There are several tasks which require prompt data on the chemical composition of the analyzed material, e.g. analysis of geological samples, core samples, drilled dust and sludge.
We offer a mobile laboratory, which consists of a crusher (grain size from 50mm to 2-3 mm) with a conical sample separator (which ensures high degree of representativity of the sample) and a laser express-analyzer with a rotating table where samples weighting less than 5 kg can be placed; this is usually enough to ensure that the sample with a 2-3 mm grain size is representative. No special drying is necessary. Most importantly, the surface of the sample should not be covered with clay, snow or ice; 10-15% moisture level does not prevent the analysis in any way.
We offer an express-analyzer with a 2-axes table, which ensures that the whole surface of the core could be analyzed. This kind of mobile analyzer can be place on any pickup truck or a van; it does not require a high precision sample preparation (either simple crushing or cutting of the core suffices) and can provide results of the analysis within several minutes of the sampling.
Drilling dust and sludge:
We offer LIBS analyzer which can be placed right on a drilling rig.
The cost of this kind of analysis is many times less expensive than the cost of conventional tests.
Please contact us for more information about the express laboratories.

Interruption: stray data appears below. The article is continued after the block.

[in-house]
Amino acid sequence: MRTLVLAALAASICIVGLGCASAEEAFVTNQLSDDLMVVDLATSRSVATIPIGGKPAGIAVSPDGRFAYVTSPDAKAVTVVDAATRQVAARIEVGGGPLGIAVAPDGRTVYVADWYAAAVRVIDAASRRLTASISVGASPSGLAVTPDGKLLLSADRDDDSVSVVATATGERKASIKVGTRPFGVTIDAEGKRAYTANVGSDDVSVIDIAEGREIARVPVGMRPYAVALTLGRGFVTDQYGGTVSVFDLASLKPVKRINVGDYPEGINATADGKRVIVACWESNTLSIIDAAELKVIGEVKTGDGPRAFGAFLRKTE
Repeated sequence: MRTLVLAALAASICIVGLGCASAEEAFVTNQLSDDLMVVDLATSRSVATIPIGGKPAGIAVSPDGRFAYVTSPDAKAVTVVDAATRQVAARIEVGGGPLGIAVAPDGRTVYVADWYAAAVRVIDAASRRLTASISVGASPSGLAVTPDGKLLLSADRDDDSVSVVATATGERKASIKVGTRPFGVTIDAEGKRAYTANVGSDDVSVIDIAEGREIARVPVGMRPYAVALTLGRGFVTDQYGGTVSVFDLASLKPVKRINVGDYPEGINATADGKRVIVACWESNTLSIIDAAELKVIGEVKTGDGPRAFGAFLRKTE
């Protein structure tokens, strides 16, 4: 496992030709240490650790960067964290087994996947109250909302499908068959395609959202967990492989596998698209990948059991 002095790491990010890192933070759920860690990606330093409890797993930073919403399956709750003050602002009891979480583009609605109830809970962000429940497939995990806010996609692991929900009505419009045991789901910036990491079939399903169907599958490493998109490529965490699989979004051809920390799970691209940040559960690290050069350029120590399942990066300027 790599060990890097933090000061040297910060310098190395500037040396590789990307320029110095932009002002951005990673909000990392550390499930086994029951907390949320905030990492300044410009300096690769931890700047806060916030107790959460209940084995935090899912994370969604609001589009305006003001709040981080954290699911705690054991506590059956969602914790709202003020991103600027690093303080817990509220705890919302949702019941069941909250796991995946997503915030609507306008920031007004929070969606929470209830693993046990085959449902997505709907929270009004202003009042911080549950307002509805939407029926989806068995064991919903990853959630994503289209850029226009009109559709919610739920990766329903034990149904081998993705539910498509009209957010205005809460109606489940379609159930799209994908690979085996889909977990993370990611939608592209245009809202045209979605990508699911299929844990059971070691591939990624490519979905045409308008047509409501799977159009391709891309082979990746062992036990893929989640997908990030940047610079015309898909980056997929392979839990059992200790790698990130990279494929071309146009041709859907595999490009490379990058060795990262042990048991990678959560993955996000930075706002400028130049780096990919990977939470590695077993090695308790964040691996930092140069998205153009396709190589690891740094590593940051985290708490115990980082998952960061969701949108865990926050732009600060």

Currently, there are three methods of analysis of geological exploration samples, of cores and drilling solids:
in a stationary laboratory, where samples are delivered after the geological exploration. In this case one can only get the results of the analysis long after sampling. This method requires labor-intensive sample preparation made by highly qualified personnel.
in mobile laboratories, which are made of expensive crushing, drying, grinding, compressing and XRF analytical equipment. Drying of a large volume of crushed samples (which in case of a grains size of several mm should be several kg for every sample) should be done before grinding and compressing; this is very time consuming. Grinding and compressing require high accuracy; XRF analysis requires highly qualified personnel who follow the x-rays safety guidelines, which is often very difficult under field conditions. Moreover, a mobile lab of this kind should be equipped with a very expensive all-terrain chassis.
point analysis, which is performed with hand-carried manual analyzers, either XRF, spark-based, or laser-based. In this case, it is basically impossible to ensure that the analysis is representative because the results depend on the choice of the analyzed points and vary depending on how well the selected points represent the whole mass of the analyzed mineral.